In Order To Live

In Order To Live

Park Yeonmi had thought that her classmates would never recognise her on TV, with her heavy make up and all, but she was recognised even by strangers on the streets. It seemed that she had worked so hard adapting to life in South Korea that many people who knew her were not even aware that she was actually a defector from the North. This book gives a poignant account of how a young North Korean defector survived the ordeal of an unnecessarily tortuous, humiliating path to freedom.

Compared to most North Koreans, Yeonmi had a rather privileged childhood. Her father was a member of the Workers Party, the state apparatus in of the totalitarian regime. Even though he had very little income from his official work for the Party, Mr Park had many contacts and connections through which he could operate his metals smuggling business for a considerable profit. The Park family was thus relatively well off. Yeonmi lived happily in Hyesan with her elder sister Eunmi and her mother. Like many North Koreans, her greatest wish was to visit Pyongyang. Unlike most North Koreans, Yeonmi fulfilled her dream when she was only 8.

All that changed when Mr Park had an affair with a fellow smuggler. When she was arrested and interrogated, she spilled the beans on Mr Park who tried to help her but ended up in trouble himself. He was sentenced and sent to a prison camp.

Their family’s fortunes plunged overnight. Yeonmi’s mother had to work, doing a bit of beautician work and a bit of smuggling herself. She had to sell the house and move to her hometown in Kowon while the two girls dropped out of school as they had no money to pay for expenses in school. While a lot of services in North Korea were supposed to be free, the service providers often demanded for payment or they would refuse to operate. With their father in prison and their mother often away from home, Eunmi and Yeonmi often had to hunt dragonflies and roast them for food. .

Mr Park was released from prison after some 3 years of hard labour. He became a shadow of his former self and was in poor health. The family was constantly underfed. Then, Yeonmi and her sister noticed that people around them had been disappearing. There were rumours that they had gone over to China. The sisters started asking around, looking for brokers who could smuggle them across the border. Then, Eunmi disappeared one night. They had no way of knowing if her escape had been successful. Yeonmi and her mother decided to go to China themselves to find out.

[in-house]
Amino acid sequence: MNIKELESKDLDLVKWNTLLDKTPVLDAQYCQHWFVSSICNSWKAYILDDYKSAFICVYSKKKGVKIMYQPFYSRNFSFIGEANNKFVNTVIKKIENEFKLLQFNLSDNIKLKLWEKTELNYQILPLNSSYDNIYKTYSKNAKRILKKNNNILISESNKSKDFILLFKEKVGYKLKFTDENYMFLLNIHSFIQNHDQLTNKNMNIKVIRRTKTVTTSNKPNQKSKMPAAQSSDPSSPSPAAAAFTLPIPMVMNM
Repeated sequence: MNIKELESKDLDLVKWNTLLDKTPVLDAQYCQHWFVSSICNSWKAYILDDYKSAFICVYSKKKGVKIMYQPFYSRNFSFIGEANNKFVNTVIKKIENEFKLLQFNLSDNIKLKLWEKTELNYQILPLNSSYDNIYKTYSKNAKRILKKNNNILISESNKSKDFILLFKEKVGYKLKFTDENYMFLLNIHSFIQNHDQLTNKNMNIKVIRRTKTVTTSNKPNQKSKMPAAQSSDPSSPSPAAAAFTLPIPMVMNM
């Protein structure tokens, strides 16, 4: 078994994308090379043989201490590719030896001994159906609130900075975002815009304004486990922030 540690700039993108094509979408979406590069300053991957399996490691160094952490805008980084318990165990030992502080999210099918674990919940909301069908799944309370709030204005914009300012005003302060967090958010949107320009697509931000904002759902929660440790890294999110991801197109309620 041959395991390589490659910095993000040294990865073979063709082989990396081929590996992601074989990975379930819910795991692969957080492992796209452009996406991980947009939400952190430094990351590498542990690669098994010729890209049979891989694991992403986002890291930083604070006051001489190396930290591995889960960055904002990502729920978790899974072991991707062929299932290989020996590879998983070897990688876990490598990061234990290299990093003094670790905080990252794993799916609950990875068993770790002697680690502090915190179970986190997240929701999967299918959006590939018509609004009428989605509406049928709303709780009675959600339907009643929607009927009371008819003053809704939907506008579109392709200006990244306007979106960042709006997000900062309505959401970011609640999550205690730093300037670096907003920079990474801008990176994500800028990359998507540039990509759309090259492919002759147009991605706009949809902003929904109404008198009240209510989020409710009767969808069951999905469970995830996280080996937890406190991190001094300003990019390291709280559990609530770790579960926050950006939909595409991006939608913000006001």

On 31st March 2007, Yeonmi and her mother walked across the frozen Yalu River and entered Changbai, China. Only then did they realise that they were in the hands of human traffickers to be traded like animals and sold from one household or individual to another. 13-year-old Yeonmi was introduced to the subject of sex by witnessing her mother getting raped. North Korean escapees had little choice or recourse as only one fate could await them if they were ever found by the Chinese police – repatriation.

They were slaves without a voice, trapped in a virtual paradise of seemingly endless food supplies and glitzy shopping malls. Yeonmi feasted and soon learned to practise a standard of hygiene previously unknown to her. But she and her mother were subsequently sold and separated. North Korean women were either sold into prostitution or married into families which could not afford a Chinese bride.

Yeonmi then entered into a bargain with her owner who had tried to rape her. She would surrender her virginity in exchange for being together with her parents. She became the mistress of a gang leader. Mr Park was smuggled into China, but the broker was disappointed as he was in very bad shape and would be of little economic value. He was diagnosed with cancer and soon died.